As Ronnie O’Sullivan wins the 2020 snooker World Championships, Alex Johnson salutes his brilliance
In most sports there is some debate about the greatest ever player. Maradona or Messi? Botham or Bradman? Kasparov or Capablanca? In snooker, there’s no discussion. It’s Ronnie.
It feels wrong to measure greatness using statistics, but simply on this basis alone there would be a very strong argument in favour of the Rocket (middle name Antonio, fact fans): six World Championship wins and holder of the most ranking titles (including a record seven Masters and a record seven UK championships wins). He is the only player to have made 1,000 century breaks and has recorded the most 147 maximums (15). He was first ranked number 1 in 2002.
That’s astonishing longevity. And if there’s any doubt, Stephen Hendry – who some might argue outranks Ronnie – has publicly stated that: “O’Sullivan is the best player in the world by a country mile.”
The numbers are only half the reason why he is so fêted. For a man who has, incredibly, never even made the shortlist for the BBC Sports Personality of the Year, the 44-year-old brings a jangle of exhilaration to the sport, both on and off the baize. He’s not alone in this. Alex Higgins (career centuries: 86) was often referred to as the “people’s champion” and if Jimmy White (six times a World Championship final loser) ever makes it through the qualifying stages to the World Championship finals, the audience roar and standing ovation on his first entrance will be a scene to behold.
Yet Ronnie is something else, a spectacle in a sport which is not spectacular. Here’s a man who has knocked in the fastest competitive maximum break at a barely believable five minutes and eight seconds. But here’s also a man who played in his socks during the first round of the 2015 world championships because his shoes were annoying him, until tournament director Mike Ganley told him that playing shoeless breached the dress code and lent him a pair of his own. And here’s a man who is so tired of dull interview questions that he sometimes goes gently rogue and answers them in an Australian accent (he’s from Dudley), or like a robot.
Sometimes the larkiness goes too far. Ronnie is a controversial character. He’s been warned and punished numerous times for his actions including a fine for £20,000 for headbutting an official (Mike Ganley in fact, back when he was a press officer) at the 1996 world championships. On the table, he’s been accused of disrespecting fellow professional Alain Robidoux by playing left-handed, got into some argy-bargy with long-time opponent Ali Carter – the nearest snooker has come to a mild in-match scuffle – and has often refused to complete maximum breaks on the basis that the prize money for doing so is insufficient. This kind of petulance makes him the most Marmitey of players on the tour and indeed he does not socialise with the others away from the table.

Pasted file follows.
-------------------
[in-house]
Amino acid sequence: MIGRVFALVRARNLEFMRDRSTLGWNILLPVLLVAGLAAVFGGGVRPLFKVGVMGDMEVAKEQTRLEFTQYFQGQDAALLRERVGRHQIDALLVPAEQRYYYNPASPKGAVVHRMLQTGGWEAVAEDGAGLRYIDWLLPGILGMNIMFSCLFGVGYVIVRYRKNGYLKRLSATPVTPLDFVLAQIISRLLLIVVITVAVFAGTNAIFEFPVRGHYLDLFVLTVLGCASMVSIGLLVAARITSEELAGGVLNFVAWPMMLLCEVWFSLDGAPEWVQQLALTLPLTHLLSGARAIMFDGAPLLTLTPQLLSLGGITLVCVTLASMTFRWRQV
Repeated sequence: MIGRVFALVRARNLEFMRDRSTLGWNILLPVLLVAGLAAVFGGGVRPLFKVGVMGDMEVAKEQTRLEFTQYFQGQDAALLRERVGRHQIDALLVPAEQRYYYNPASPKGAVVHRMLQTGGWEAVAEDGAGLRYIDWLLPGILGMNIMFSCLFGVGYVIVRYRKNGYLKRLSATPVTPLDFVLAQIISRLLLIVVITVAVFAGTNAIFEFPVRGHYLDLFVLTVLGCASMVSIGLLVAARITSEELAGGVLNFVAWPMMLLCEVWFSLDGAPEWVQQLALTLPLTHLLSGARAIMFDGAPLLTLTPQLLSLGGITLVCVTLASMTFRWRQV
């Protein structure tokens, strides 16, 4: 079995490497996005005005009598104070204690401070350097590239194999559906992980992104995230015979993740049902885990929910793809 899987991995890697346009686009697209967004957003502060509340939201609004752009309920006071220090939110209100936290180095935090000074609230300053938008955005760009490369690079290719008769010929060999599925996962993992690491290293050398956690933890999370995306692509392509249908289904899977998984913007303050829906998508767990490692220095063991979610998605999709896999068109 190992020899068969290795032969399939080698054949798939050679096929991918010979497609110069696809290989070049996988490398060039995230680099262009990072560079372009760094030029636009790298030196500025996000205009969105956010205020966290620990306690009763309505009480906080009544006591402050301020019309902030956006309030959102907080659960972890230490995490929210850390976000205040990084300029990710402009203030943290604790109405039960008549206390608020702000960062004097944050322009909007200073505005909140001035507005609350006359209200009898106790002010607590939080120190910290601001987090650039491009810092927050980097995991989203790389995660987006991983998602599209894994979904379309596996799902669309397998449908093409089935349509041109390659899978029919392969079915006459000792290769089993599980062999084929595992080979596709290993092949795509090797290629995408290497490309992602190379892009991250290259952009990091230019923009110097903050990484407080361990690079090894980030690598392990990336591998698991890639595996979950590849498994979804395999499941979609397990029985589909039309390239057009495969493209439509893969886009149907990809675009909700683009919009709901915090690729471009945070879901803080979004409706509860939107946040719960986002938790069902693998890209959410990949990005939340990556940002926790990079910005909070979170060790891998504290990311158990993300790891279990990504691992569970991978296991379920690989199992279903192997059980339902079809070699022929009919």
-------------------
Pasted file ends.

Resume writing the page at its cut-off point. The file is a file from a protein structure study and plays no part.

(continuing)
In terms of his love life, he’s not a wild boy – he has had three serious relationships (and three children, one of whom is now a mum, so Ronnie is a grandpa) and has been with actress Laila Rouass (Footballers’ Wives, Holby City, fourth on Strictly) for a while now. They met when he was selling his house and she went round to take a look – she had no idea who he was at the time, but got on very well with his dad (also Ronnie). When she got a call a few days later from the estate agent saying Ronnie wondered if she’d like to go for dinner, she initially thought he meant Ronnie senior…
If Ronnie has been key to the rise and rise of snooker’s popularity, how important is snooker to him? It’s certainly not been a straightforward relationship. He has regularly threatened to retire and recently floated the idea of a breakaway snooker tour. After he won the 2012 World Championships, he took an extended break from the game and spent most of the following year working as a labourer on a pig farm in Epping. There’s certainly more to him than the average player. He has a genuine interest in Islam (though 2003 media stories that he’d converted are groundless) and Buddhism. He’s an extremely good runner. He’s a keen cook and recently brought out his own cookbook with his nutritionist Rhiannon Lambert, Top of Your Game: 70 Recipes to Help You Eat For Success.
He is, to put it mildly, a complex character. He’s suffered from depression, had issues with alcohol, his father has served a long sentence for murder and his mother a short one for tax evasion. Refreshingly for a professional sportsman, he’s been honest about all his challenges and taken action when needed, working with sports psychiatrist Steve Peters to particularly successful effect. That public forthrightness about life can be seen most days on Twitter, where he makes no effort to hide that he is politically to the left and is also happy to tweet out messages such as “I’d rather sleep in a pig sty then have to go and play in the Gibraltar Open” or “Why don’t women snooker referees get to ref the big finals in snooker? They are very good refs, and should be given more major finals.”
Indeed, his Twitter biog reads: “I have a degree in snooker and I am a genius.” It’s impossible to disagree.
Alex Johnson writes the snooker column in the Idler magazine. This piece first appeared in Idler 67, July/Aug 2019